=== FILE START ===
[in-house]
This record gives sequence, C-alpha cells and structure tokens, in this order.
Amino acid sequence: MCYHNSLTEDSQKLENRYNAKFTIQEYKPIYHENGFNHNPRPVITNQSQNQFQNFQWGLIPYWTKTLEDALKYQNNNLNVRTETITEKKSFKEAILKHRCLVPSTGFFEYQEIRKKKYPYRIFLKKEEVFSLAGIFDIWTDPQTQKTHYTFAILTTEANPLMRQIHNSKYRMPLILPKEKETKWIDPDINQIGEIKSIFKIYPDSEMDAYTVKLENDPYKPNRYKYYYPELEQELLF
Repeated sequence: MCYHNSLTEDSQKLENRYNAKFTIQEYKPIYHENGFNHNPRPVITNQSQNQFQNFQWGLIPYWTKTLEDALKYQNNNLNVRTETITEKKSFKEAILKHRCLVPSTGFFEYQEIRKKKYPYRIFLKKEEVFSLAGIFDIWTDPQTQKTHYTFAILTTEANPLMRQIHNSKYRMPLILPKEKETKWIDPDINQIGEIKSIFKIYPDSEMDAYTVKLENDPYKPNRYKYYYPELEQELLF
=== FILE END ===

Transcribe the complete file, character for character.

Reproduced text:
[in-house]
This record gives sequence, C-alpha cells and structure tokens, in this order.
Amino acid sequence: MCYHNSLTEDSQKLENRYNAKFTIQEYKPIYHENGFNHNPRPVITNQSQNQFQNFQWGLIPYWTKTLEDALKYQNNNLNVRTETITEKKSFKEAILKHRCLVPSTGFFEYQEIRKKKYPYRIFLKKEEVFSLAGIFDIWTDPQTQKTHYTFAILTTEANPLMRQIHNSKYRMPLILPKEKETKWIDPDINQIGEIKSIFKIYPDSEMDAYTVKLENDPYKPNRYKYYYPELEQELLF
Repeated sequence: MCYHNSLTEDSQKLENRYNAKFTIQEYKPIYHENGFNHNPRPVITNQSQNQFQNFQWGLIPYWTKTLEDALKYQNNNLNVRTETITEKKSFKEAILKHRCLVPSTGFFEYQEIRKKKYPYRIFLKKEEVFSLAGIFDIWTDPQTQKTHYTFAILTTEANPLMRQIHNSKYRMPLILPKEKETKWIDPDINQIGEIKSIFKIYPDSEMDAYTVKLENDPYKPNRYKYYYPELEQELLF